Term Sheet Interpretation Lawyers & Attorneys

A venture capital term sheet is a document that outlines the general terms of a deal between a company and an investor or group of investors. A term sheet, which may either be binding or non-binding, serves as the blueprint for the final agreement between the parties as well as the formal investment documents that paper such an understanding. Priori is committed to finding you the right lawyer in our curated marketplace to help navigate this process.

Some of the typical provisions in a term sheet include:

  • Amount of anticipated investment. The term sheet will set forth the amount--or range of amounts--the new investor intends to invest in the company.

  • Grant of equity. A term sheet often specifies how much company equity will be granted to the investor in exchange for funding. It also specifies any valuation assumptions taken into account with respect to such equity grants. Equity is often granted to the investor in the form of convertible preferred stock.

  • Pre-money/post-money valuations. The pre-money valuation is an estimate of the value of the company before the financing round considered in the term sheet. The post-money valuation is an estimate of the company’s value immediately following the completion of the financing round. Whether the term sheet includes a pre-money valuation, a post-money valuation or both, such valuation assumptions significantly impact the amount of equity given to investors in exchange for the financing infusion, and therefore, you should calculate them carefully.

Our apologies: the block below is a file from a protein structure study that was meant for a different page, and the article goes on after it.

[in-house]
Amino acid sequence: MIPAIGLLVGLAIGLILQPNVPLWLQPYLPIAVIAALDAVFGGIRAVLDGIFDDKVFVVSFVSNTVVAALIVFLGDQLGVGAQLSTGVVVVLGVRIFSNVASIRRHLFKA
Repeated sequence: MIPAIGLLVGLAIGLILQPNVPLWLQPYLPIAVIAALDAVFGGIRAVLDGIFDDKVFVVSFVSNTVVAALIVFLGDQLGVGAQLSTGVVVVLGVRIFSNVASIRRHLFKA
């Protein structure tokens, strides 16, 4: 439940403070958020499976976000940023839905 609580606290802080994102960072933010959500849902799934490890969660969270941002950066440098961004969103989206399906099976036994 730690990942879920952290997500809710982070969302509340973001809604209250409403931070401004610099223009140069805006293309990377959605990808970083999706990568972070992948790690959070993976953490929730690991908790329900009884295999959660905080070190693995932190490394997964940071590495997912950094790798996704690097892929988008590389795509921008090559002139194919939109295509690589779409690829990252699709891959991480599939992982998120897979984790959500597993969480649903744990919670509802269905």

• Anti-dilution protection provisions or anti-dilution clauses. Stock dilution occurs when a shareholder's percentage ownership in the company, measured in shares, decreases because the total number of shares issued increases. For example, if the company issues new shares or if employees exercise their stock options, the total number of shares may increase, resulting in dilution of shares for shareholders like investors. Generally, investors are concerned with stock dilution that also reduces the value of their percentage ownership in the company. For instance, if a company issues new shares but new shareholders pay the same price or more than the first investor paid for their shares, the value of the company will increase and this may still result in no change or sometimes even an increase in the value of an investor's stock, even if their percentage ownership in the company technically decreases as a result of the new shares. To avoid share dilution that decreases the value of their investments, investors often include anti-dilution clauses in term sheets. These clauses typically work by adjusting the price at which preferred stock converts into common stock. The two most common types of anti-dilution protection provisions are (1) full ratchet anti-dilution clauses, which reduce the price at which preferred stock converts to exactly the price at which the new shares are issued and (2) the weighted average method, which reduces the price at which preferred stock converts, but that price is not exactly equal to the price at which the new shares are issued - instead, it is based on a predetermined formula. Overall, anti-dilution provisions help investors avoid stock dilution and maintain their equity percentage in the event that subsequent financing rounds occur. Such financing rounds could result in share dilution without including some sort of anti-dilution protection in the term sheet.

  • Corporate governance provisions. Many corporate governance provisions appear in a company’s certificate of incorporation and bylaws. The provisions typically covered in a term sheet generally relate to the voting and procedural rights of the new investors as compared with existing shareholders. For example, a term sheet may specify how many board seats will be appointed by the new investors and may list certain kinds of key corporate decisions requiring the assent of specific classes of board members.

  • Protective provisions. Generally, protective provisions specify a range of important corporate provisions and dictate the minimum voting thresholds or the specific shareholders who must assent in order to make certain types of decisions. Key decisions typically covered by protective provisions include mergers, acquisitions, stock sales, and issuance of new debt or equity securities.